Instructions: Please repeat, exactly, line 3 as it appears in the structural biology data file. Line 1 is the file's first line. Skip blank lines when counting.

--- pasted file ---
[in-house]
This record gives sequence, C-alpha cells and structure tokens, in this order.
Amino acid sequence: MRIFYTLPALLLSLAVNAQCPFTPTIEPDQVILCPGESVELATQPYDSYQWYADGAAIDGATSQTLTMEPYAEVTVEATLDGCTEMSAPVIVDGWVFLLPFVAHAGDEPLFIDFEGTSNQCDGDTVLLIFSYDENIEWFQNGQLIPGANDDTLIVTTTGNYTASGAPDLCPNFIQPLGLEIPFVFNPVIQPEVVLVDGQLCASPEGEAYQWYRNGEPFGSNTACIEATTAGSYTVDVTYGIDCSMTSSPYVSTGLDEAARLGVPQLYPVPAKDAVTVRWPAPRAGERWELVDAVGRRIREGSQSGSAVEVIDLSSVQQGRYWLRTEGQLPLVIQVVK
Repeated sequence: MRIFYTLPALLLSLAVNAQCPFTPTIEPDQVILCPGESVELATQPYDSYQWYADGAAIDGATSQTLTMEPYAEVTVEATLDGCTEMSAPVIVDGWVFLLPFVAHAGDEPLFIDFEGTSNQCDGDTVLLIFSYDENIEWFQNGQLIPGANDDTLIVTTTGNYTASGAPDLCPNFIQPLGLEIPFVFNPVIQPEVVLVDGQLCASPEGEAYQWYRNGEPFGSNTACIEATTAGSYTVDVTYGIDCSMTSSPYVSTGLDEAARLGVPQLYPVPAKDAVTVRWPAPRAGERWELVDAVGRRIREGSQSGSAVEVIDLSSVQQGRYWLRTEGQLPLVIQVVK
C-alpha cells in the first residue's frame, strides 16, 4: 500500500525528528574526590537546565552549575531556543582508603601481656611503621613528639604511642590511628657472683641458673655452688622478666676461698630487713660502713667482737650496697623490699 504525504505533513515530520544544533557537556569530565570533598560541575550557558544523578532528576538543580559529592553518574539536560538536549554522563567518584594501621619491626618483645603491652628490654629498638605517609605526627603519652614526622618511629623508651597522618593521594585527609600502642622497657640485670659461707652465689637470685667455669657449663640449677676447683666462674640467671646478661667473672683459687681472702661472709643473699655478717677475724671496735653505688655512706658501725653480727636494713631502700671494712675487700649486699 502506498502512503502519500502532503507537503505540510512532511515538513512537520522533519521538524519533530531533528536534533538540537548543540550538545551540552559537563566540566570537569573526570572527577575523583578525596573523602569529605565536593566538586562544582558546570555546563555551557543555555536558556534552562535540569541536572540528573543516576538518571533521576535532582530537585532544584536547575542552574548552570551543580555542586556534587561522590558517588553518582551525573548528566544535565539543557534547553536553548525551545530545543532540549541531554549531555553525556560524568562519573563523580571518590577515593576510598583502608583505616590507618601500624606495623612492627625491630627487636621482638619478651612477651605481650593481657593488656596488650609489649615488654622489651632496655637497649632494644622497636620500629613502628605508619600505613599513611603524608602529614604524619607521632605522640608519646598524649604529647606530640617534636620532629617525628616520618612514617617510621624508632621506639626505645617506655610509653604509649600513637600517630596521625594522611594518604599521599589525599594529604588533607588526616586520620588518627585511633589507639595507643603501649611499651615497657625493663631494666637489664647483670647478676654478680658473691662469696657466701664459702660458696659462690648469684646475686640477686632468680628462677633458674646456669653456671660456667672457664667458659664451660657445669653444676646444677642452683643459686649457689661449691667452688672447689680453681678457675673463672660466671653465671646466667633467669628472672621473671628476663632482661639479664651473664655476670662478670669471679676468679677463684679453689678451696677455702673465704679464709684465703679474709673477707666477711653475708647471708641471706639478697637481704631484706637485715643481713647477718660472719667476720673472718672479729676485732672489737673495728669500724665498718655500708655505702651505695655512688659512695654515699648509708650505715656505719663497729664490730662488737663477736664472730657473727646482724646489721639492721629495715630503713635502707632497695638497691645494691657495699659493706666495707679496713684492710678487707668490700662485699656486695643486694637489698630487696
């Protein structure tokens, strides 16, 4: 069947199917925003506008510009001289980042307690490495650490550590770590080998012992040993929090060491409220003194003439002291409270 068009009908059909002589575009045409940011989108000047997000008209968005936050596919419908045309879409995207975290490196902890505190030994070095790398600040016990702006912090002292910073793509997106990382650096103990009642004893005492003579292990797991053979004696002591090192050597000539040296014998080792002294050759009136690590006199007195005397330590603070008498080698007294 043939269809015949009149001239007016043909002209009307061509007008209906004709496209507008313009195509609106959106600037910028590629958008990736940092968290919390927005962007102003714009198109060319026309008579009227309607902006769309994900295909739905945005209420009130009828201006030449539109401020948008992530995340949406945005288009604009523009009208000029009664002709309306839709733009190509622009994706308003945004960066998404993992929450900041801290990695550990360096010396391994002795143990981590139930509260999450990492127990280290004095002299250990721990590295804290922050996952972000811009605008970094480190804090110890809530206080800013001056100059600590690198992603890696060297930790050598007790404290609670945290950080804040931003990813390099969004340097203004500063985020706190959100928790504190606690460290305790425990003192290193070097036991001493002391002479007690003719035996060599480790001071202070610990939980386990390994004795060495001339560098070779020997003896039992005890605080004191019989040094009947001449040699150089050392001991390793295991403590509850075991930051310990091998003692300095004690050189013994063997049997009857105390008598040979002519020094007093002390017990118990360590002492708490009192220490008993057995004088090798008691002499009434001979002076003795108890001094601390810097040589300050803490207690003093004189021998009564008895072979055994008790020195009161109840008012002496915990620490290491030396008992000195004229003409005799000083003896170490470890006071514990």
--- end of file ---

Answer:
Amino acid sequence: MRIFYTLPALLLSLAVNAQCPFTPTIEPDQVILCPGESVELATQPYDSYQWYADGAAIDGATSQTLTMEPYAEVTVEATLDGCTEMSAPVIVDGWVFLLPFVAHAGDEPLFIDFEGTSNQCDGDTVLLIFSYDENIEWFQNGQLIPGANDDTLIVTTTGNYTASGAPDLCPNFIQPLGLEIPFVFNPVIQPEVVLVDGQLCASPEGEAYQWYRNGEPFGSNTACIEATTAGSYTVDVTYGIDCSMTSSPYVSTGLDEAARLGVPQLYPVPAKDAVTVRWPAPRAGERWELVDAVGRRIREGSQSGSAVEVIDLSSVQQGRYWLRTEGQLPLVIQVVK